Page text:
The home buying process explained
Tribune Content Agency Q: Ihavebeen renting for about two years and am interested in buying the home I currently live in. The landlord is willing to sell. What do I do next? A:
If you and your landlord have agreed on the terms of the sale, your next step will be to hire a real estate attorney if you live in a state where real estate attorneys generally help buyers and sellers in residential real estate transactions, or a closing attorney or settlement agent to help you out.
You’ll need to complete a real estate purchase and sale form. This document sets forth the business terms that you and your landlord have agreed to when it comes to the sale of the home. Furthermore, even if you’ve lived in the home for two years, you still might want a professional home inspector to go through the home with you. It’s one thing to know the dishwasher and disposal are working but it’s another thing to understand how old the roof and mechanical systems are, what problems there might have been in the past and whether the foundation has any issues.
As with any real estate home purchase, you want to make sure that you know what you’re buying.
We also recommend that you talk to a mortgage lender or mortgage broker before you sign the contract to make sure your finances and credit history are in order. Buying a home is expensive, so we also want you to understand how much it will cost you to buy the home. All this information and more will help you even before you sign on the dotted line.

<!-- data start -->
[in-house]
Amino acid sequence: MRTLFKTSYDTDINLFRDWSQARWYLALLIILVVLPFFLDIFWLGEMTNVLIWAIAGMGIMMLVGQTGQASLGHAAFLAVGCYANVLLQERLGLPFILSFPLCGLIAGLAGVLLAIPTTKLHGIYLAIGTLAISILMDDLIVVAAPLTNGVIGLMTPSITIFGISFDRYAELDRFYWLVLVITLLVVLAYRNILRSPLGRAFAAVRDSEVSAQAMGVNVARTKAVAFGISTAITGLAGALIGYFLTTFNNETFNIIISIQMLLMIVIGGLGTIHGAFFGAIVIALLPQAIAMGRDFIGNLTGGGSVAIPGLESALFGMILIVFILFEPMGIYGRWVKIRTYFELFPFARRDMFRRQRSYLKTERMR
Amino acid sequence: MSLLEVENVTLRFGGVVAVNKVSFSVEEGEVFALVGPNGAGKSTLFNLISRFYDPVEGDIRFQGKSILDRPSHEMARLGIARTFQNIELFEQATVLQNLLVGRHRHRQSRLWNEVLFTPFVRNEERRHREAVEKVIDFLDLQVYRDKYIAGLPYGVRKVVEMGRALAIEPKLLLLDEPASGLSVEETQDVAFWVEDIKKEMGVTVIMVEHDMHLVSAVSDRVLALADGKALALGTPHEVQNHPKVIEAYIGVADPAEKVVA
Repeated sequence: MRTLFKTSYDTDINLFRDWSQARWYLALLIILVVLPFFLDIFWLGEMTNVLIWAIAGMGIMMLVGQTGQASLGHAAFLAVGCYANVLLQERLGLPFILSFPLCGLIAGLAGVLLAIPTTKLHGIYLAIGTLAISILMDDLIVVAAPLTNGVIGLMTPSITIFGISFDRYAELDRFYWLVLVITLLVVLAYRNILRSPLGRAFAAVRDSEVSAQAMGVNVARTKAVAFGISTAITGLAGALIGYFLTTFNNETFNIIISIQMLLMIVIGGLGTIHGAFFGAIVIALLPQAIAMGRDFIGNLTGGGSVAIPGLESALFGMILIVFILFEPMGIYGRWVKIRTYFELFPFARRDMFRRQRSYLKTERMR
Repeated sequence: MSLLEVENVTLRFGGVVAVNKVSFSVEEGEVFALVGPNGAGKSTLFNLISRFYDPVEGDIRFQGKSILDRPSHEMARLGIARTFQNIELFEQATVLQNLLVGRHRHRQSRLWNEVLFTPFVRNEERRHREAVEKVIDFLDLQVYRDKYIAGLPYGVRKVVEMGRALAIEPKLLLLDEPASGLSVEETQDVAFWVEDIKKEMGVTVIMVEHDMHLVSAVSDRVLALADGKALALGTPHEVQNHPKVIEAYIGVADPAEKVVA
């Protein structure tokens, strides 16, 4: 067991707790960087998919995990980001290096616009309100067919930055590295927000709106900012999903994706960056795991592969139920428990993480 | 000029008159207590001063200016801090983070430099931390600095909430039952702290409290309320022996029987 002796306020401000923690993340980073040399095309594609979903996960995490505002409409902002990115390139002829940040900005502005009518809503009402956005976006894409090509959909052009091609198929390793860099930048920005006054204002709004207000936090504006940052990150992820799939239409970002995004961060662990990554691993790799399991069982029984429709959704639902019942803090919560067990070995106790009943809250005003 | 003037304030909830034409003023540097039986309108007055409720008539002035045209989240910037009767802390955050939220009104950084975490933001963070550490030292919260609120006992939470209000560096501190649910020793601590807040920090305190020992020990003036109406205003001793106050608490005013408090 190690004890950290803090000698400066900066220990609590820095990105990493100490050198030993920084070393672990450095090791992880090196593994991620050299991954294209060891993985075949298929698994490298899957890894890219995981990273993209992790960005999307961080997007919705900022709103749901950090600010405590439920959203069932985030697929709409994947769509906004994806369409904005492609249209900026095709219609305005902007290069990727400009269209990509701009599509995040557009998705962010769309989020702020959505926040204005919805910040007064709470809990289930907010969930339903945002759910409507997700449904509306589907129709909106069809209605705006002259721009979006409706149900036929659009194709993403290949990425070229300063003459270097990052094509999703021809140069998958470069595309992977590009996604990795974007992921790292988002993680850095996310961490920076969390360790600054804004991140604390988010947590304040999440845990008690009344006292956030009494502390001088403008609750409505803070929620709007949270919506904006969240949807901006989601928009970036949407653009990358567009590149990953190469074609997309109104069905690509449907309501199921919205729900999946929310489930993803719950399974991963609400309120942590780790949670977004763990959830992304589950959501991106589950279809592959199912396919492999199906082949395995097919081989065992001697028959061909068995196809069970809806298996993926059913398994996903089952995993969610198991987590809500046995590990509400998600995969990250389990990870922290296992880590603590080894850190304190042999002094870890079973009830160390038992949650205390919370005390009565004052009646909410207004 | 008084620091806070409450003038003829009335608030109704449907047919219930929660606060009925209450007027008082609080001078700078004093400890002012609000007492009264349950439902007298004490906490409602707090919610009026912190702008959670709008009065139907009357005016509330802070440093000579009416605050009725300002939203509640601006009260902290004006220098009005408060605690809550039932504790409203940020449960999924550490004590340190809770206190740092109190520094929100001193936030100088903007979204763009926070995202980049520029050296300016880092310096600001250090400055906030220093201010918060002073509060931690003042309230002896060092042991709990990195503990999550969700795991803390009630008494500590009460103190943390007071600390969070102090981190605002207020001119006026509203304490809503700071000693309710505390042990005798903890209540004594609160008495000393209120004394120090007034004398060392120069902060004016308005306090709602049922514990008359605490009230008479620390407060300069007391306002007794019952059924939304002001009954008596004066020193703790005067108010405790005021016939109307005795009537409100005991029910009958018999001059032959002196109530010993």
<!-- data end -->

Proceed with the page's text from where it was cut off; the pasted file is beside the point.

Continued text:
Here’s something that often gets forgotten when buying directly from an owner: an owner’s title insurance policy. While your lender will require you to pay for lender’s title insurance, you should make sure you also buy and receive an owner’s title insurance policy for your purchase to protect your investment in the home (like your down payment). In some states, the seller is responsible for the payment of the owner’s title insurance policy, but in others, you will have to pay the owner’s and lender’s title insurance policies. They’re worth it!
Depending on to whom you talk, we’d like you to understand what it will cost you to own the home, what your monthly expenses will be and what you might anticipate in home repair expenses down the line. Between your attorney, the lender and your home inspector, you should have a better idea on these numbers. You may even get a financial benefit on your federal income tax returns if you can deduct the mortgage interest payments and real estate taxes while you own the home – but only if you are able to itemize your deductions on your federal income tax return.
We also hope you’ve done your homework on understanding the value of the home you are buying. We’ve seen plenty of people think they are getting a good deal when they do things on their own only to find out that the market for real estate is actually way off from what they thought. If you do your homework, you’ll be ahead of the game. And your home purchase should work out just fine. Good luck.
Ilyce Glink is the creator of an 18-part webinar and ebook series called “The Intentional Investor: How to be wildly successful in real estate,” as well as the author of many books on real estate. She also offers information on her YouTube channel. (youtube.com/user/ExpertRealEstateTips).
Contact Ilyce and Sam through her website, ThinkGlink.com.
© 2016 Ilyce R. Glink and Samuel J. Tamkin. Distributed by Tribune Content Agency, LLC.